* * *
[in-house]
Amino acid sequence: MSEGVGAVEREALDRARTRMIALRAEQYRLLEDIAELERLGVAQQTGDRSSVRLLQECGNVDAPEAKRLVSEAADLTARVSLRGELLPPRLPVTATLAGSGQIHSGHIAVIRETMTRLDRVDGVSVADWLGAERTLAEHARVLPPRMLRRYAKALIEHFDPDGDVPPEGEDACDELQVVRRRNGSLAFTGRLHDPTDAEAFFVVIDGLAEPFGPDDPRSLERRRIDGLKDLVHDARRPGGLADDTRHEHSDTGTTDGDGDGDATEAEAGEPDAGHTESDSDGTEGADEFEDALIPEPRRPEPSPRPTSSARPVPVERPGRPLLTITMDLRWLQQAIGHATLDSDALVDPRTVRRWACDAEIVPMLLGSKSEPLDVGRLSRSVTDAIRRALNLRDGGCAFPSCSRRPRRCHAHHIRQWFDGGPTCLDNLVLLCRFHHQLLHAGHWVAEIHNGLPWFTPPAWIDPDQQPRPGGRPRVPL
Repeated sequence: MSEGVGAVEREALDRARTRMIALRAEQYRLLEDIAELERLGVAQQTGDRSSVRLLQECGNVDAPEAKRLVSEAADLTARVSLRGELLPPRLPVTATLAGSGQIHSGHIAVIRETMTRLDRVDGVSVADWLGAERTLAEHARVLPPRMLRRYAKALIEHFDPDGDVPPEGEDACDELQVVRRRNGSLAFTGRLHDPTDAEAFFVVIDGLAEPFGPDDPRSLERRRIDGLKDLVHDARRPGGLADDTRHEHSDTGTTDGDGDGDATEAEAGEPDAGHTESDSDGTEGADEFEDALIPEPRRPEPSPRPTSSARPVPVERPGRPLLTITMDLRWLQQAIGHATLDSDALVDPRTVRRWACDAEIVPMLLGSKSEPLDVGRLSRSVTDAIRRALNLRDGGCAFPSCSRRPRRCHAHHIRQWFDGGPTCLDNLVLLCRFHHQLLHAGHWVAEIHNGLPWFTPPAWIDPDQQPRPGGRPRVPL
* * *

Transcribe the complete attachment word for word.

[in-house]
Amino acid sequence: MSEGVGAVEREALDRARTRMIALRAEQYRLLEDIAELERLGVAQQTGDRSSVRLLQECGNVDAPEAKRLVSEAADLTARVSLRGELLPPRLPVTATLAGSGQIHSGHIAVIRETMTRLDRVDGVSVADWLGAERTLAEHARVLPPRMLRRYAKALIEHFDPDGDVPPEGEDACDELQVVRRRNGSLAFTGRLHDPTDAEAFFVVIDGLAEPFGPDDPRSLERRRIDGLKDLVHDARRPGGLADDTRHEHSDTGTTDGDGDGDATEAEAGEPDAGHTESDSDGTEGADEFEDALIPEPRRPEPSPRPTSSARPVPVERPGRPLLTITMDLRWLQQAIGHATLDSDALVDPRTVRRWACDAEIVPMLLGSKSEPLDVGRLSRSVTDAIRRALNLRDGGCAFPSCSRRPRRCHAHHIRQWFDGGPTCLDNLVLLCRFHHQLLHAGHWVAEIHNGLPWFTPPAWIDPDQQPRPGGRPRVPL
Repeated sequence: MSEGVGAVEREALDRARTRMIALRAEQYRLLEDIAELERLGVAQQTGDRSSVRLLQECGNVDAPEAKRLVSEAADLTARVSLRGELLPPRLPVTATLAGSGQIHSGHIAVIRETMTRLDRVDGVSVADWLGAERTLAEHARVLPPRMLRRYAKALIEHFDPDGDVPPEGEDACDELQVVRRRNGSLAFTGRLHDPTDAEAFFVVIDGLAEPFGPDDPRSLERRRIDGLKDLVHDARRPGGLADDTRHEHSDTGTTDGDGDGDATEAEAGEPDAGHTESDSDGTEGADEFEDALIPEPRRPEPSPRPTSSARPVPVERPGRPLLTITMDLRWLQQAIGHATLDSDALVDPRTVRRWACDAEIVPMLLGSKSEPLDVGRLSRSVTDAIRRALNLRDGGCAFPSCSRRPRRCHAHHIRQWFDGGPTCLDNLVLLCRFHHQLLHAGHWVAEIHNGLPWFTPPAWIDPDQQPRPGGRPRVPL